The symbolism was lost on at least one of his customers, David Ramirez, who had picked up a couple of red hats with 45-47 on the side.

“He’s the 45th president, and will be the 47th president,” Ramirez said when asked to explain its meaning.

“He’s not the 46th president,” Ramirez added. “Joe Biden is.”

Kevin McCarthy is on a revenge tour.

In a Republican primary for the House in Virginia, Representative Bob Good, the chairman of the ultraright House Freedom Caucus, is fighting for his political life in tomorrow’s race against State Senator John McGuire, an election denier and retired Navy SEAL who has Trump’s seal of approval. The contest is the second in a pair of high-profile primaries driven not by issues, but by an attempt from McCarthy, the former House speaker, to seek retribution against the lawmakers who voted him out of his post last year.

My colleague Annie Karni, who covers Congress, explained to me that what seems like a big drama is almost more of a “Seinfeld”-esque sitcom — a primary about nothing. Our conversation was edited for length and clarity.

It seems like there is a lot of bad blood in Washington right now. What’s a revenge primary? And who’s got one?

Over the past two weeks, we’ve seen two high-profile Republican primaries that were not about any issues. Last week, Representative Nancy Mace of South Carolina beat back a challenge from a Republican backed by McCarthy-aligned outside groups, who spent millions trying to punish Mace for voting to oust him last year.

But Good has made even more enemies. He voted against McCarthy, who is now hellbent on revenge. He also angered Trump by endorsing one of his opponents, Gov. Ron DeSantis of Florida, in the presidential primary race.

So the Good primary is, essentially, a campaign about nothing. He and McGuire are both very far to the right and don’t have any major or even minor policy disagreements, as far as I can tell. It’s a reminder of how the MAGA movement is based as much on allegiances and personal feuds as much as it is on ideology. And when Congress is not actually doing that much, it can start to feel as if personal feuds are central to the job.

Mace won easily. Good, though, appears to be in real trouble. Why do their fates seem to be diverging?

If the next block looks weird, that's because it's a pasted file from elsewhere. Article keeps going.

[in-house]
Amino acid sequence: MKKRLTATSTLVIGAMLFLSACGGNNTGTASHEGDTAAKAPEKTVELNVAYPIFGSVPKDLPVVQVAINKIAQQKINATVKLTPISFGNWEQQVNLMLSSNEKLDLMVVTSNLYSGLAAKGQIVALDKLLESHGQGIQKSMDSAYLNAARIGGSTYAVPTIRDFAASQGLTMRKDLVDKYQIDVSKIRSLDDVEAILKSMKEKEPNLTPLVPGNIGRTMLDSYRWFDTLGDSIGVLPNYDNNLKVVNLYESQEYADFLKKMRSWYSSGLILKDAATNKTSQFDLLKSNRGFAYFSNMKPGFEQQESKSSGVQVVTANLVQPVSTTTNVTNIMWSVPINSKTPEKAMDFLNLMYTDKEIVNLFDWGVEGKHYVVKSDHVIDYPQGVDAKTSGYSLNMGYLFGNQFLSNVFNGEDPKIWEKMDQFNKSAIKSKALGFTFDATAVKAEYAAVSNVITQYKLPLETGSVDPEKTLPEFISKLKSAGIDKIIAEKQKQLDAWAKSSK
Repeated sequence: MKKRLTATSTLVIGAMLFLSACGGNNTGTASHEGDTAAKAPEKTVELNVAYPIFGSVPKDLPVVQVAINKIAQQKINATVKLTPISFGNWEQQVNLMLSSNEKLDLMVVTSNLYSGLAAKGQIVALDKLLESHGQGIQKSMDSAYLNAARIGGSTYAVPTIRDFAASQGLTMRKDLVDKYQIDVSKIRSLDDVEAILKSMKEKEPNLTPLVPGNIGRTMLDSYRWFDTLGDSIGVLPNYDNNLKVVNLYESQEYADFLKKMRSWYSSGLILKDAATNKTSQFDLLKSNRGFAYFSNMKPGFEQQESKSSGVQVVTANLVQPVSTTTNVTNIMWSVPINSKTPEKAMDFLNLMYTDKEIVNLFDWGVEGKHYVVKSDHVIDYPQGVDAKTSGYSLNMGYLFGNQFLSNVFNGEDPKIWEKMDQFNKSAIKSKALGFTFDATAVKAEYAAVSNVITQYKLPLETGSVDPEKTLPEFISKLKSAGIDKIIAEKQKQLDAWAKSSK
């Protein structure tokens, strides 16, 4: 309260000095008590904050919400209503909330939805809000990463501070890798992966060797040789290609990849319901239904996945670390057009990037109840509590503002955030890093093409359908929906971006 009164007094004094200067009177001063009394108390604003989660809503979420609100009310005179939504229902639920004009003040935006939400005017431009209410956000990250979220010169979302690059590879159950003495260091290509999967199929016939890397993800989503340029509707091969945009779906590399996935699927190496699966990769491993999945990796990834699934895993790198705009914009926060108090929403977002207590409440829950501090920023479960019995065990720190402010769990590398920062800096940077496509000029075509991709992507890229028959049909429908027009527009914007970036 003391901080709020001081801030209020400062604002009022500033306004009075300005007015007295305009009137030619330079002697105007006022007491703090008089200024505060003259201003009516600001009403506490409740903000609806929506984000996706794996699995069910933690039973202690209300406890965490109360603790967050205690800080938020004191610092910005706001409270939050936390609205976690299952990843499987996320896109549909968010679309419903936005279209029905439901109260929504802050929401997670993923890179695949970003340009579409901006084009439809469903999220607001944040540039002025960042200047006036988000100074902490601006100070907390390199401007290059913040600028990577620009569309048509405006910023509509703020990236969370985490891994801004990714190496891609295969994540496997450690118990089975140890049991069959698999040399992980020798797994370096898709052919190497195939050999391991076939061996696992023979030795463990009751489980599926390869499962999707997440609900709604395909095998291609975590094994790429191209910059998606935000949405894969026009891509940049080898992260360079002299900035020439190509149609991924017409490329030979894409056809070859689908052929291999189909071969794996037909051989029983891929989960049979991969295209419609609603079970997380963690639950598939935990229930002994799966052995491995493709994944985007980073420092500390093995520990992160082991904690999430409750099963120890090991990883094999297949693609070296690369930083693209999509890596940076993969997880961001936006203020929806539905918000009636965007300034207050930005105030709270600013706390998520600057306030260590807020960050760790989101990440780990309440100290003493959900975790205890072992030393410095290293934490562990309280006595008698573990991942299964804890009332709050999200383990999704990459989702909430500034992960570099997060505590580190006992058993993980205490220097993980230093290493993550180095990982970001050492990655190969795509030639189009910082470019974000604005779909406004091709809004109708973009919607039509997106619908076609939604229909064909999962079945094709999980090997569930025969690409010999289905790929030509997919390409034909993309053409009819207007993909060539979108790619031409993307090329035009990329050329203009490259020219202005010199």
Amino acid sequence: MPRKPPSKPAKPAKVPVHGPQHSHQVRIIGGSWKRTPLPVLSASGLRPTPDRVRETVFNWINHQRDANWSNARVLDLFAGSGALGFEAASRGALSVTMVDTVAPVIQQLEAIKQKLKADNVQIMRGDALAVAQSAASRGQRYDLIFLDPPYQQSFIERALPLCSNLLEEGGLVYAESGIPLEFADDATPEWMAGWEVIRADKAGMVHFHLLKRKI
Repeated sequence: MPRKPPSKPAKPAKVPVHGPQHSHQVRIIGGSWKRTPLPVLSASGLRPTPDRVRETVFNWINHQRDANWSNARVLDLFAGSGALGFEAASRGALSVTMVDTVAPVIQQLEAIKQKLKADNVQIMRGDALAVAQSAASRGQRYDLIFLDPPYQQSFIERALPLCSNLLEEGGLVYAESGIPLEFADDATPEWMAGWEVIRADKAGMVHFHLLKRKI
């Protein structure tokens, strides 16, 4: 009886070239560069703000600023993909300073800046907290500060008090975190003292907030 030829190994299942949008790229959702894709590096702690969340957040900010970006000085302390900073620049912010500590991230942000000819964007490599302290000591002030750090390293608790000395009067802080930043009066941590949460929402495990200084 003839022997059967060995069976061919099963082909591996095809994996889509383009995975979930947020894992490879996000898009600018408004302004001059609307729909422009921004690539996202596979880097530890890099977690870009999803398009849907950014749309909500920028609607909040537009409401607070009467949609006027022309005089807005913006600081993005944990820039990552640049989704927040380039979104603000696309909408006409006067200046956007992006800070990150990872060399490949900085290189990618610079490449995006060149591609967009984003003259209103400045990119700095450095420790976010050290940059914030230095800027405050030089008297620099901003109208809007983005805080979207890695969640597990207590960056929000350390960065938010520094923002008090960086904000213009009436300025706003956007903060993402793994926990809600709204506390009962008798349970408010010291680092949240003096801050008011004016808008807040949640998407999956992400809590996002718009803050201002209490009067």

One word: Trump. Mace, a onetime Trump critic who now says she’s “all in” on him, landed his endorsement in March. Good never drew his support — even though he’s plastered Trump’s name on his lawn signs in an attempt to make it seem as if he did. If Bob Good had not endorsed DeSantis, he would most likely continue to be the chair of the House Freedom Caucus. He made a bad bet early, and it’s probably going to cost him his seat.

OK. McCarthy played a role here in recruiting primary opponents, but the force that really matters is Trump. How are voters making sense of all this?

During my reporting in Virginia, I watched a voter ask a McGuire volunteer why Good and McGuire were fighting each other. The volunteer couldn’t explain all the back and forth, so she just said that McGuire was a retired Navy SEAL with a Trump endorsement, and the voter said that was all she needed to know. She went from knowing seemingly nothing about the race to grabbing a McGuire sign and waving it to support him as he arrived at the rally.

You get to this place where voters are really just confused, because it’s not about anything that has actually has to do with them. They’re being asked to weigh in on something that actually is about the egos of very powerful people and not much else.

Where do you think this is going to take us, after the primaries and into the fall, if the main lesson is, “Cross Trump at your peril”?

On the Republican side of the aisle, the people who don’t want to become Matt Gaetz or Marjorie Taylor Greene are more often resigning and retiring, and more and more of the politicians in the mold of Trump are coming in. We’ll have more of the old-school Republicans gone, less middle ground.

You see in the Senate — every younger Republican senator is an isolationist, like J.D. Vance. All the younger ones are MAGA. You’re just seeing it take over and the people who aren’t like that and don’t want to bend to that faction of the party don’t want to be there anymore.

INTO THE REPLIES

The first presidential debate of the general election is set for next Thursday, Jun. 27 — a summertime showdown with rare potential to shake up the race for the White House.

I’d like to know how you’re feeling about it. Are you excited? Are you dreading it? Are you planning to tune in at all?

And — crucially — what would you ask the candidates, if you could?

Let me know, using this form, and I may use your answer in an upcoming newsletter.